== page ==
In order to ensure proper devolution among the tiers of Panchayats it would be necessary to have detailed functional break-up of the components of functional items to be devolved to the Panchayats as a whole and then map its components as Village-specific, Block-specific or District-specific. The relevance of functional areas, its possible correlations and the availability of infrastructural support etc. are to be kept in mind for decisions on devolution.
4) While undertaking functional mapping of components of development functions, it is to be guarded against the somewhat confusing concept of ‘activity mapping’. Activity mapping and functional mapping are two different concepts. While functional mapping is a kind of listing of possible functions relevant for decision on devolution, ‘Activity mapping’ is an exercise to catalogue activities related broadly to implementation of schemes. Functional mapping is an essential requisite for effective devolution, while activity mapping is an exercise for quality assurance of any work. This is evident from the provisions of the Constitution of India as enshrined in Article 243G or 243W which speaks of devolution of functions and not devolution of activities.
There are common items in the Eleventh and the Twelfth Schedule on education, health and sanitation, drinking water, roads, energy, poverty alleviation, and welfare of the weaker sections. All these items are also administered by the departments of the State Government under its Constitutional obligations. All Constitutional partners – the line departments of the State Government, the tiers of Panchayats and the Municipalities need to have clearly demarcated functional items, as per their relevant Schedule, which will be the basis for its planning, implementation and monitoring.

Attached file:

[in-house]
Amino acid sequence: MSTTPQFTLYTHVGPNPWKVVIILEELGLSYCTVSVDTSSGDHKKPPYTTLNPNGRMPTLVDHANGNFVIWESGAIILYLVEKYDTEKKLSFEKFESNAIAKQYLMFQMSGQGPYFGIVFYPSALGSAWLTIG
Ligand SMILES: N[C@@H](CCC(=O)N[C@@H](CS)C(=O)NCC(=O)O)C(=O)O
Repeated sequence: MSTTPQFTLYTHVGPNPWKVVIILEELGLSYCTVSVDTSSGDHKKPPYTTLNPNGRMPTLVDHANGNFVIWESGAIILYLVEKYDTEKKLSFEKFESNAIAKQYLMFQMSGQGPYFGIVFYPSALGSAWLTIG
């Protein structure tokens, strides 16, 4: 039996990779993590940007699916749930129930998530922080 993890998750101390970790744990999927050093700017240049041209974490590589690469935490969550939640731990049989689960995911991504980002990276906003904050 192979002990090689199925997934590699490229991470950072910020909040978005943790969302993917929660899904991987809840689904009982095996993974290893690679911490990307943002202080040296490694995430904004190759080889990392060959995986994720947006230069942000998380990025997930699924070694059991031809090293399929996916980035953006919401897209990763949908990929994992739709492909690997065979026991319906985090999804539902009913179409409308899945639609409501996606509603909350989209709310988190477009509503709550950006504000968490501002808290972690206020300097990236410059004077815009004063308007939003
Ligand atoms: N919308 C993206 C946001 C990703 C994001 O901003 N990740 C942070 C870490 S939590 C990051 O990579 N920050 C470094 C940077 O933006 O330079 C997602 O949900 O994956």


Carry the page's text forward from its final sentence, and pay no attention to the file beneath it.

5) Assigned schemes are those entrusted to any tier of the Panchayats or to the Municipalities by the departments of the State Government under the respective State Act through a notification under defined terms and conditions. Since the State Panchayat Act/ Municipal Act does not keep any provision for any role of the Ministry of the Central Government, the latter cannot assign any scheme directly to any tier of the Panchayats or to the Municipalities. Assignment of schemes can only be affected by the State Government. Unlike devolved responsibilities, it is, however, not a kind of institutional empowerment by the Legislature of a State. It is scheme-specific assignment only and valid for the term of the assignment. In other words, while devolution leads to empowerment through state legislation, assignment is a task concept of implementation of schemes by the departments of the state government. There does not exist any scope for devolution of any scheme whatsoever. It is for the same reason, assigned schemes are not qualified to pass as a proxy indicator of devolution. The compliance of necessary conditions by itself is not good enough for putting in place devolution. Unless sufficient conditions are met, it will not be possible to ensure devolution to take place firmly. The non-compliance of the sufficient conditions explains why the country is still to institutionalise constitution ordained devolution.
Hence it is not just about increasing the budget or fund flow to the panchayats that would change the nature of the institution. Deeper reforms are called for.